Those who have ever lived on a farm or in a small town know that the relationship and connection with those in their community is something truly unique. They rely on their neighbours, they look out for each other and they make sure that when something needs to be done, they raise their hand to volunteer and get it done. That is what has been happening across the Prairies as rural crime watches have been resurrected.
People are now taking extra precautions, such as taking notice of vehicles are entering people's yards and reporting suspicious activity to law enforcement. I know many who used to pride themselves on not having to lock their doors or even leaving the keys in the console of their vehicles. Sadly those days are pretty well over.
The reality is that criminals are getting better organized. We found out that they are even using drones to check out people's farmyards to see if anyone is home, or to go hunting for what they want to steal next. No one who lives on a farm expects the RCMP to be able to respond to a call within 10 minutes.
This private member's bill will provide a financial incentive for families to better protect themselves. By creating a non-refundable tax credit for home security measures, it will help reduce the costs of getting a system installed. This tax credit would be applied to the installation, maintenance and monitoring of a security system installed on an individual's property to monitor structures such as homes, garages and barns.
As the adage goes, an ounce of prevention is worth a pound of cure. By making it just that much more difficult for thieves or criminals to go undetected, it will undoubtedly discourage future crime from occurring and provide valuable evidence to help solve a crime. By increasing the risk of the criminal getting caught, either by catching their face or a vehicle on a camera, or by alerting law enforcement of the crime in real time, this bill is a common sense bill that will produce results.
If this bill is passed, it is my hope that the security companies will also help communicate this new tax credit to the public, in the same vein as what happened with the home renovation tax credit. I firmly believe encouraging this conversation about steps families can take to better protect themselves and their property will have a tangible impact on crime rates.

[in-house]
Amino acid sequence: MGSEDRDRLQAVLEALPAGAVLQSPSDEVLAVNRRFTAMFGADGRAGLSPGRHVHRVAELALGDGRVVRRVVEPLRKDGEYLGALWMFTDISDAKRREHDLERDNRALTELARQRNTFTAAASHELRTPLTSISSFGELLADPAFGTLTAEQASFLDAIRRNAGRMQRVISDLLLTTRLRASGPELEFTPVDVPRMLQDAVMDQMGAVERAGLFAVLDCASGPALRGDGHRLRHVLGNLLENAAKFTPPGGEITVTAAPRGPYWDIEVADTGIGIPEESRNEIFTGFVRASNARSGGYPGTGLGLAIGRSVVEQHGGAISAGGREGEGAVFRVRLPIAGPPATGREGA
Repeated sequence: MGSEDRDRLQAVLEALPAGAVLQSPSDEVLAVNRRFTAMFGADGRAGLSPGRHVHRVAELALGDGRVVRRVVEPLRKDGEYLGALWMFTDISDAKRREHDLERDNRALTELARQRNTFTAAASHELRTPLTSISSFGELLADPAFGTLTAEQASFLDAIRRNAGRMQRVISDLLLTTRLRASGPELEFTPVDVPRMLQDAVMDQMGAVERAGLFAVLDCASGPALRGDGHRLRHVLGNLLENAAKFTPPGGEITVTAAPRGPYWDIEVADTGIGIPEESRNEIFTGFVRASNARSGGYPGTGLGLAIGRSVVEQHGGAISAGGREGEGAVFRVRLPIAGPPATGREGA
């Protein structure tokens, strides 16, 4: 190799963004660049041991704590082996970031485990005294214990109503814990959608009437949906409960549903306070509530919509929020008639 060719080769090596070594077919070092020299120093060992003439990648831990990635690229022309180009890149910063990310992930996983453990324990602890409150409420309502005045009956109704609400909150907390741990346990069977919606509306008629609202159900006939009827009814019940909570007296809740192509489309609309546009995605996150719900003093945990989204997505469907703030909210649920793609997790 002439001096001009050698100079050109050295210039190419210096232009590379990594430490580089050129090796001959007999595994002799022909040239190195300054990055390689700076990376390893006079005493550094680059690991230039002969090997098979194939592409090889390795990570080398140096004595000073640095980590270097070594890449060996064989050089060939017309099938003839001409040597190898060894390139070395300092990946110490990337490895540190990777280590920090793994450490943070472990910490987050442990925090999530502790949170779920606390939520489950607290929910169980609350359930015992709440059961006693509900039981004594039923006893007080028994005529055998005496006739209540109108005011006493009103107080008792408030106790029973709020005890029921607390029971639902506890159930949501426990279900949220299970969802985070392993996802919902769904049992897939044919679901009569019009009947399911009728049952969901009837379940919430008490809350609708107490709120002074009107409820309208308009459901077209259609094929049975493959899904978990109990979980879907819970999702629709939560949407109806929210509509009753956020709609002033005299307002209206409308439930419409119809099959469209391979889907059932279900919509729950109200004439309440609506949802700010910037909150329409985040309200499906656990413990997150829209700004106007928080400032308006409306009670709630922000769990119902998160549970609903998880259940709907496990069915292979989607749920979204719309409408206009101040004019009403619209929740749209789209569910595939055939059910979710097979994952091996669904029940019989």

This bill is just one step to curb the rising rural crime rates. Our Conservative caucus knows there is still so much more work to be done. Solving this rural crime epidemic will take all three levels of government working together.
I want to applaud the Government of Manitoba for adopting one of the recommendations that came out of my rural crime town halls. Under the leadership of the former minister of justice, the Hon. Cliff Cullen, it established a dedicated RCMP rural crime task force in Manitoba, which the province calls the RCMP crime reduction enforcement support team.
It has already been involved in numerous province-wide operations, including the seizure of $76,000 from illegal goods and 150 weapons, and more than 20 recovered stolen vehicles. The team's good work and investigations have led to criminal charges against 43 people. This concept is something that both the Alberta and Saskatchewan governments have already implemented, and I suspect they are seeing similar results.
In closing, I urge all of my colleagues in the House to support this legislation. It is time for action and leadership on this issue. The Liberals are spending hundreds of millions of dollars on a very ill-thought-out buyback program, which only impacts law-abiding firearms owners and sport shooters. Instead, let us spend time and resources on something that will make a big difference.
I thank my colleague from Prince Albert for all of his efforts on this file. I will be voting in favour of Bill C-234. As I said earlier, this is only one of the solutions in a vast suitcase of things that can be done and differences that we can make, but I think it is a big one. I believe that my colleague brings this forward in a responsible manner, which will be able to an impact on rural crime across Canada, never mind just on the Prairies.